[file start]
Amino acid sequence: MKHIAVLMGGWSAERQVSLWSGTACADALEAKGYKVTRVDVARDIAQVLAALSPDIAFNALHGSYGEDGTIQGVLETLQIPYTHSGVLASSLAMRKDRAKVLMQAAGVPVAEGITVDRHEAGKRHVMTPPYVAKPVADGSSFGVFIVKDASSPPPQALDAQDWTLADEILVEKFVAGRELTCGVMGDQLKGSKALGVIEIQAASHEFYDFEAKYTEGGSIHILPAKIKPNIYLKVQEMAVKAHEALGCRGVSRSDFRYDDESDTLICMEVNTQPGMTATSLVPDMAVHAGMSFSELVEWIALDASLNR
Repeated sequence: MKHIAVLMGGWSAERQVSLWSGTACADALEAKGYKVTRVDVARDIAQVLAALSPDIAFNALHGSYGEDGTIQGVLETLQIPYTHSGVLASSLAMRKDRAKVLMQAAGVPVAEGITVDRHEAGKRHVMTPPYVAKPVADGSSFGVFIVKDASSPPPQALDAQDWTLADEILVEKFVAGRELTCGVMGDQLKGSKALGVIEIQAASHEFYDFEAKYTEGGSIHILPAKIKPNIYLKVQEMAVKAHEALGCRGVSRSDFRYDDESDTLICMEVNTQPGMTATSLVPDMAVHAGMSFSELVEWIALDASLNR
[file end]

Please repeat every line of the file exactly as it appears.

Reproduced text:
Amino acid sequence: MKHIAVLMGGWSAERQVSLWSGTACADALEAKGYKVTRVDVARDIAQVLAALSPDIAFNALHGSYGEDGTIQGVLETLQIPYTHSGVLASSLAMRKDRAKVLMQAAGVPVAEGITVDRHEAGKRHVMTPPYVAKPVADGSSFGVFIVKDASSPPPQALDAQDWTLADEILVEKFVAGRELTCGVMGDQLKGSKALGVIEIQAASHEFYDFEAKYTEGGSIHILPAKIKPNIYLKVQEMAVKAHEALGCRGVSRSDFRYDDESDTLICMEVNTQPGMTATSLVPDMAVHAGMSFSELVEWIALDASLNR
Repeated sequence: MKHIAVLMGGWSAERQVSLWSGTACADALEAKGYKVTRVDVARDIAQVLAALSPDIAFNALHGSYGEDGTIQGVLETLQIPYTHSGVLASSLAMRKDRAKVLMQAAGVPVAEGITVDRHEAGKRHVMTPPYVAKPVADGSSFGVFIVKDASSPPPQALDAQDWTLADEILVEKFVAGRELTCGVMGDQLKGSKALGVIEIQAASHEFYDFEAKYTEGGSIHILPAKIKPNIYLKVQEMAVKAHEALGCRGVSRSDFRYDDESDTLICMEVNTQPGMTATSLVPDMAVHAGMSFSELVEWIALDASLNR